A 'Q and A' session from Rainforest Action Network, to help older children learn about indigenous populations living in the Amazon and other rainforests.
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Q: Who are indigenous people?
A: Rainforests are bursting with life. Not only do millions of species of plants and animals live in rainforests, but people also call the rainforest their home. In fact, indigenous, or native, peoples have lived in rainforests for many thousands of years. Early accounts of these people by European explorers indicate a far denser population lived in the forest than today. Many of these original peoples, such as the Caribs (after whom the Caribbean Sea is named) have disappeared completely. Others are only scattered remnants of what they once were. However thousands of distinct ethnic groups with their own distinctive language and culture remain today in tropical rainforests around the world.
Q: In general, how do they live?
A: Although some indigenous people live much as we do, others still live much as did their ancestors thousands of years before them. These communities organize their daily lives differently than our culture. Their food, medicines and clothing come primarily from the forest.
Q: Do the children go to school?
A: Most tribal children don't go to schools like ours. Instead, they learn about the forest from their parents and other people in their community. They are taught how to survive in the forest. They learn how to hunt and fish, and which plants are useful as medicines or food. Some of these children know more about rainforests than scientists who have studied rainforests for many years!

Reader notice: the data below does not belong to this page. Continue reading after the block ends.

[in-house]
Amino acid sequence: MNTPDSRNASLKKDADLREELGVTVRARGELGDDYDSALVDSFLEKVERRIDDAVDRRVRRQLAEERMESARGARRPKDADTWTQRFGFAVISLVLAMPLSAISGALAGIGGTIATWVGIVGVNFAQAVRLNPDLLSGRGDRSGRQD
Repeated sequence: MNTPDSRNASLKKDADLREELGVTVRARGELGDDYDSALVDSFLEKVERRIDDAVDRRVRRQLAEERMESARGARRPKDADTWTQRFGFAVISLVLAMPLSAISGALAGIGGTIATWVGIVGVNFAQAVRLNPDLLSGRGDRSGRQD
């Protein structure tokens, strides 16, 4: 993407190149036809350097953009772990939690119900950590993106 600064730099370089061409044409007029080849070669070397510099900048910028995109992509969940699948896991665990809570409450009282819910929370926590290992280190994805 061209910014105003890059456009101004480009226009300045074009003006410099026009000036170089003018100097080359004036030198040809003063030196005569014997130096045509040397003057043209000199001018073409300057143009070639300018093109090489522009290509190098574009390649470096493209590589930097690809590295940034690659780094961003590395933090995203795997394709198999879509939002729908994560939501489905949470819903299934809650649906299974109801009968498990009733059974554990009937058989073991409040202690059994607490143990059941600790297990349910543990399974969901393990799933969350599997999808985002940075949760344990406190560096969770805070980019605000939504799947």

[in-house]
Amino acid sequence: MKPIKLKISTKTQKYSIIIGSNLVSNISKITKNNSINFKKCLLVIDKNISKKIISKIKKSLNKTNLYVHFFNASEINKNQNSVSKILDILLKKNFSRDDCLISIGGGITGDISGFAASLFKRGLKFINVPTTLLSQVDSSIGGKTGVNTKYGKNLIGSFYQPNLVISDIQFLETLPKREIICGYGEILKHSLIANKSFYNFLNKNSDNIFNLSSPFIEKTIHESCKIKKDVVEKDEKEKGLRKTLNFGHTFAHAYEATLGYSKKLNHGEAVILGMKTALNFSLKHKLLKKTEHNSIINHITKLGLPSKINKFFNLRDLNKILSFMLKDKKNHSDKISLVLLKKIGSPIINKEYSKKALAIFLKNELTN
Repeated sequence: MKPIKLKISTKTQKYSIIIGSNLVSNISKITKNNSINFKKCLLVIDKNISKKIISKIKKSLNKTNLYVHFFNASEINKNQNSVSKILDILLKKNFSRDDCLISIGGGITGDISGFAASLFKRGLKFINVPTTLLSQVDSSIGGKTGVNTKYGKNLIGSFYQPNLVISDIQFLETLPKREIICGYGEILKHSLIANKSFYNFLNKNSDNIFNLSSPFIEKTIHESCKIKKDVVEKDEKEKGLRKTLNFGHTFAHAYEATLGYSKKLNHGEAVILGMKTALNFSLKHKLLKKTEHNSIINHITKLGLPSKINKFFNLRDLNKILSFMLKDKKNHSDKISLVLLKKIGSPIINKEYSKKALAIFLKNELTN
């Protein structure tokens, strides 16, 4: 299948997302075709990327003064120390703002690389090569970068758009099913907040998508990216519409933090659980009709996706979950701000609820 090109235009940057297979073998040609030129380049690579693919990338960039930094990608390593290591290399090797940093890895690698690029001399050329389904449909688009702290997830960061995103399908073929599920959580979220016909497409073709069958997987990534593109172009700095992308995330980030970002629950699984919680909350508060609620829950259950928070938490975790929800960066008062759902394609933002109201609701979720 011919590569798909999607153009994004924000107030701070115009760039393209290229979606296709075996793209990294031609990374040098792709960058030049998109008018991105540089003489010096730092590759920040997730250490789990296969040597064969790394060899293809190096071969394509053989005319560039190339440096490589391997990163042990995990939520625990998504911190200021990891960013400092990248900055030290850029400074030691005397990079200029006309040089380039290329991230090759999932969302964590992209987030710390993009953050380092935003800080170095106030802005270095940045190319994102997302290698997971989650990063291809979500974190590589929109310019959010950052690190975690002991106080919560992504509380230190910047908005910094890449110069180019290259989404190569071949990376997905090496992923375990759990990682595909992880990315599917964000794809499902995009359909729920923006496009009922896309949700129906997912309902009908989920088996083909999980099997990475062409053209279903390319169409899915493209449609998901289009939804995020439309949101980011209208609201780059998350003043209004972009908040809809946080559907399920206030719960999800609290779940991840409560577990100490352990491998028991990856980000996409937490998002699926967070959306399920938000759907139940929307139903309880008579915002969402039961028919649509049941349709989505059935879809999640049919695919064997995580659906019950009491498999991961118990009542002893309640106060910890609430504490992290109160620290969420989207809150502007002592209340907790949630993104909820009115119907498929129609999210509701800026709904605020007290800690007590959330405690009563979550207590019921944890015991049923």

Q: What do they find to eat?
A: Besides hunting, gathering wild fruits and nuts and fishing, Indigenous people also plant small gardens for other sources of food, using a sustainable farming method called shifting cultivation. First they first clear a small area of land and burn it. Then they plant many types of plants, to be used for food and medicines. After a few years, the soil has become too poor to allow for more crops to grow and weeds start to take over. They then move to a nearby uncleared area. This land is traditionally allowed to regrow for 10-50 years before it is farmed again. Shifting cultivation is still practiced by those indigenous groups who have access to a large amount of land. However, with the growing number of non-indigenous farmers and the shrinking rainforest, other groups, especially in Indonesia and Africa, are now forced to remain in one area. The land becomes a wasteland after a few years of overuse, and cannot be used for future agriculture.